Intention leads the guilty party to have prior foresight of consequences that will take place should the act be carried out.
It is different from recklessness since on a subjective basis, there remains foresight without the hope of actually bringing about results. The problem in the courts of law is that the borderline between intention and recklessness is too vague. The court has to decide the extent of the desire to carry out the act and convert recklessness into intention. In DPP v Smith (1961) AC 290, the test was that the individual was taken to foresee and intend to bring about the likeliest actions if he carried out his intentions.
One, 'subjective' recklessness; In this case the defendant understands that a risk may occur if a certain action is carried out, still despite knowing this he still chooses to take that action ignoring the results of his actions. This is often seen when the guilty party decides to drive under the influence knowing full well that his actions could cause an accident.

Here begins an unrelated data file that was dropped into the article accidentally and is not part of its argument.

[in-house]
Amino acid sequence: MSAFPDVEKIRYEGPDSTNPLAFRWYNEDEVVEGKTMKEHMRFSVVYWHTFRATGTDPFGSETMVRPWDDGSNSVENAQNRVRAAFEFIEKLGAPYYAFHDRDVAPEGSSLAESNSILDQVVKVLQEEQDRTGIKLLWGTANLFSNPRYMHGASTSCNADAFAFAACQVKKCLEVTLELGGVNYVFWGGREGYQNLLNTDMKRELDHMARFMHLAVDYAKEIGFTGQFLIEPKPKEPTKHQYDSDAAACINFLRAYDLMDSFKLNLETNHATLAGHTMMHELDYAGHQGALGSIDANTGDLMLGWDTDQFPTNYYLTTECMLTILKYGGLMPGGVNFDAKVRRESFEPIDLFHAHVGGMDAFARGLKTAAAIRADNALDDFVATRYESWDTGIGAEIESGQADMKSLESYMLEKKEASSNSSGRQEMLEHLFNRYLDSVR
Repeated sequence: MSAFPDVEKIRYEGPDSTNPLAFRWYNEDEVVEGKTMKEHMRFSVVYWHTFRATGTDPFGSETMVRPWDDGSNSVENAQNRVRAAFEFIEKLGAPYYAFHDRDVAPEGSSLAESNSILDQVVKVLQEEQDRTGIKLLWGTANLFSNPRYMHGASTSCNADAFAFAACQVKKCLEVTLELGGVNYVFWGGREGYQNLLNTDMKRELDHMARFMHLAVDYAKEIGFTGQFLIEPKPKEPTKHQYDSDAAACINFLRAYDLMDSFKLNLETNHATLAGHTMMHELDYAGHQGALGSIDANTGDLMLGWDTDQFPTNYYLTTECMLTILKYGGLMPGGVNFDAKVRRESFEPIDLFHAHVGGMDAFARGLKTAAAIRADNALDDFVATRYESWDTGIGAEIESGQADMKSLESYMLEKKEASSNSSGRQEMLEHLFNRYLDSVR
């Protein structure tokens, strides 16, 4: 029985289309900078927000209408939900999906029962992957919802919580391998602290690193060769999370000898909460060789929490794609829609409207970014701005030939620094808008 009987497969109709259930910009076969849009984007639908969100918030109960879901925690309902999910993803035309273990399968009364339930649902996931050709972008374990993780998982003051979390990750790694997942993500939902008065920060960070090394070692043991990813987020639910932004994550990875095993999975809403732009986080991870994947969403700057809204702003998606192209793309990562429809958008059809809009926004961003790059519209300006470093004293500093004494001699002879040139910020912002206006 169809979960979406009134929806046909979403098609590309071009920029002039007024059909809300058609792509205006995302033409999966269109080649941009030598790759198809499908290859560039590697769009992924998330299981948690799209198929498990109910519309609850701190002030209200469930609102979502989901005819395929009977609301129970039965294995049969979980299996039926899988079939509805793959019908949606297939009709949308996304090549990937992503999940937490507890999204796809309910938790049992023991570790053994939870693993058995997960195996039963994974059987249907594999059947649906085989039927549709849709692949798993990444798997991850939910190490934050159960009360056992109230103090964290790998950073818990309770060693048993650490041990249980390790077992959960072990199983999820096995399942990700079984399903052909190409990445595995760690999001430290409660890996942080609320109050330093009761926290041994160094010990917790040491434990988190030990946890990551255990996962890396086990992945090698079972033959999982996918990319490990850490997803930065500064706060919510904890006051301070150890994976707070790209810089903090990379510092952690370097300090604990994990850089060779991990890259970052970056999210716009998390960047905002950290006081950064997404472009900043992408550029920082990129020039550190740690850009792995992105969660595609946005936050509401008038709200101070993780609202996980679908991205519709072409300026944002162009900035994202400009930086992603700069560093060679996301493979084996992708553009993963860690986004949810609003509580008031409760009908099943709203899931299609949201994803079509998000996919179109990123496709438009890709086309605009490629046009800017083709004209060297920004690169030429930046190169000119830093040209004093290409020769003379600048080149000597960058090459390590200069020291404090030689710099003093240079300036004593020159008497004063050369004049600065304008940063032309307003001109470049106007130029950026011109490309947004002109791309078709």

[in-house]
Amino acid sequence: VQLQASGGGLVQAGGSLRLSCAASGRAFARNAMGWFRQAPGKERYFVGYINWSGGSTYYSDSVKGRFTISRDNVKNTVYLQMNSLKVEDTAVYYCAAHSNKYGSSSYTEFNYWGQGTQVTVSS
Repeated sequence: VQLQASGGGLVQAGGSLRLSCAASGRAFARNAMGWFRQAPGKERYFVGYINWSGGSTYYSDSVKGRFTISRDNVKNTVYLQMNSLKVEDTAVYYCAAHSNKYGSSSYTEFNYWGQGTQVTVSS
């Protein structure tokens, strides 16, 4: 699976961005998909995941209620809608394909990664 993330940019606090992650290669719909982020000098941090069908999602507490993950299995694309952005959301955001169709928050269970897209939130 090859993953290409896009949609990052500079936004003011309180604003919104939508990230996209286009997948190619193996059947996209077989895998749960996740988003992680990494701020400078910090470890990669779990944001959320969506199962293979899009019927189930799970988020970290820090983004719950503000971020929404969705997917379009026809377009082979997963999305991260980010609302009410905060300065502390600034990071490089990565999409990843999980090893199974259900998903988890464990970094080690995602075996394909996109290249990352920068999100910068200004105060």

Two, 'objective' recklessness arises when it is apparent to everyone apart from the defendant that there was a risk. Therefore the risk is so apparent that despite the defendant claims not to have considered the risk this is irrelevant.
Intention has many different levels at the most serious intention can lead to murder. ...